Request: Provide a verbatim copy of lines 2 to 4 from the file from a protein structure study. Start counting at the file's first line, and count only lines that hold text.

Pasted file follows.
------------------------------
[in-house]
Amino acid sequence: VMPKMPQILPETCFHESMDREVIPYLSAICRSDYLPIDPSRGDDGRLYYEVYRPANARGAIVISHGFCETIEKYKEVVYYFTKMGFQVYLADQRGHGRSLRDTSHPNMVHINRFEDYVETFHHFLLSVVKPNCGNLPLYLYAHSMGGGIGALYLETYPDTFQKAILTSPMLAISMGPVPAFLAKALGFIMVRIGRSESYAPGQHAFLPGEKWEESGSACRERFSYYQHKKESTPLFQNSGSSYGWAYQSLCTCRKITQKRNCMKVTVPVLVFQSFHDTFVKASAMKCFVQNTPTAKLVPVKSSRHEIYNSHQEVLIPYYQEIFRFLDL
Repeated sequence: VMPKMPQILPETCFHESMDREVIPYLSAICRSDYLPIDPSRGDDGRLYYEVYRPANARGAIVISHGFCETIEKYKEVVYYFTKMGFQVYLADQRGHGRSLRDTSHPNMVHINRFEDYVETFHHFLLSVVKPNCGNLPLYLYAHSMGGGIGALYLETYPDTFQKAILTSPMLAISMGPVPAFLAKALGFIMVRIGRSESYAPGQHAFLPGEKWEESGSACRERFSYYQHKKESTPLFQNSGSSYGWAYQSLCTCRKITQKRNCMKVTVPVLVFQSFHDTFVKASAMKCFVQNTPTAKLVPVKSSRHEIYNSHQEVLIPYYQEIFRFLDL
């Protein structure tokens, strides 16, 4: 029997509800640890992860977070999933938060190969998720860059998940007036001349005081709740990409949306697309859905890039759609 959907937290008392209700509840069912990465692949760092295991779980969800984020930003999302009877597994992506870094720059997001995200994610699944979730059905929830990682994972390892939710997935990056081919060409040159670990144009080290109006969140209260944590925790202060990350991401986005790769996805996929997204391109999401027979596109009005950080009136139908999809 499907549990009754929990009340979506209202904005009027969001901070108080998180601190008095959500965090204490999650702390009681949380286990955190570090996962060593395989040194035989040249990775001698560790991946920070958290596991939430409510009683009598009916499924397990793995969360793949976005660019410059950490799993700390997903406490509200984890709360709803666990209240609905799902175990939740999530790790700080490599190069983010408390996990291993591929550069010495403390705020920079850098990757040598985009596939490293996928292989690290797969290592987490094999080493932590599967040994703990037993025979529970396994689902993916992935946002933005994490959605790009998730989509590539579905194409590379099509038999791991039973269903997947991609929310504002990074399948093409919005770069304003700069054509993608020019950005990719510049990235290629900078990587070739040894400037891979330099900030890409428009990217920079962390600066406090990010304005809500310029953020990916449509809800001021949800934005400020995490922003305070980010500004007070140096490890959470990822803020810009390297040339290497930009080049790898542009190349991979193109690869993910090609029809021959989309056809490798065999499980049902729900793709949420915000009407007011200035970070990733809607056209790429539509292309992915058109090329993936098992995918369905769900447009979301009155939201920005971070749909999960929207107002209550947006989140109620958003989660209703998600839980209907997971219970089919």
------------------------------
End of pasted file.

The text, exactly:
Amino acid sequence: VMPKMPQILPETCFHESMDREVIPYLSAICRSDYLPIDPSRGDDGRLYYEVYRPANARGAIVISHGFCETIEKYKEVVYYFTKMGFQVYLADQRGHGRSLRDTSHPNMVHINRFEDYVETFHHFLLSVVKPNCGNLPLYLYAHSMGGGIGALYLETYPDTFQKAILTSPMLAISMGPVPAFLAKALGFIMVRIGRSESYAPGQHAFLPGEKWEESGSACRERFSYYQHKKESTPLFQNSGSSYGWAYQSLCTCRKITQKRNCMKVTVPVLVFQSFHDTFVKASAMKCFVQNTPTAKLVPVKSSRHEIYNSHQEVLIPYYQEIFRFLDL
Repeated sequence: VMPKMPQILPETCFHESMDREVIPYLSAICRSDYLPIDPSRGDDGRLYYEVYRPANARGAIVISHGFCETIEKYKEVVYYFTKMGFQVYLADQRGHGRSLRDTSHPNMVHINRFEDYVETFHHFLLSVVKPNCGNLPLYLYAHSMGGGIGALYLETYPDTFQKAILTSPMLAISMGPVPAFLAKALGFIMVRIGRSESYAPGQHAFLPGEKWEESGSACRERFSYYQHKKESTPLFQNSGSSYGWAYQSLCTCRKITQKRNCMKVTVPVLVFQSFHDTFVKASAMKCFVQNTPTAKLVPVKSSRHEIYNSHQEVLIPYYQEIFRFLDL
């Protein structure tokens, strides 16, 4: 029997509800640890992860977070999933938060190969998720860059998940007036001349005081709740990409949306697309859905890039759609 959907937290008392209700509840069912990465692949760092295991779980969800984020930003999302009877597994992506870094720059997001995200994610699944979730059905929830990682994972390892939710997935990056081919060409040159670990144009080290109006969140209260944590925790202060990350991401986005790769996805996929997204391109999401027979596109009005950080009136139908999809 499907549990009754929990009340979506209202904005009027969001901070108080998180601190008095959500965090204490999650702390009681949380286990955190570090996962060593395989040194035989040249990775001698560790991946920070958290596991939430409510009683009598009916499924397990793995969360793949976005660019410059950490799993700390997903406490509200984890709360709803666990209240609905799902175990939740999530790790700080490599190069983010408390996990291993591929550069010495403390705020920079850098990757040598985009596939490293996928292989690290797969290592987490094999080493932590599967040994703990037993025979529970396994689902993916992935946002933005994490959605790009998730989509590539579905194409590379099509038999791991039973269903997947991609929310504002990074399948093409919005770069304003700069054509993608020019950005990719510049990235290629900078990587070739040894400037891979330099900030890409428009990217920079962390600066406090990010304005809500310029953020990916449509809800001021949800934005400020995490922003305070980010500004007070140096490890959470990822803020810009390297040339290497930009080049790898542009190349991979193109690869993910090609029809021959989309056809490798065999499980049902729900793709949420915000009407007011200035970070990733809607056209790429539509292309992915058109090329993936098992995918369905769900447009979301009155939201920005971070749909999960929207107002209550947006989140109620958003989660209703998600839980209907997971219970089919």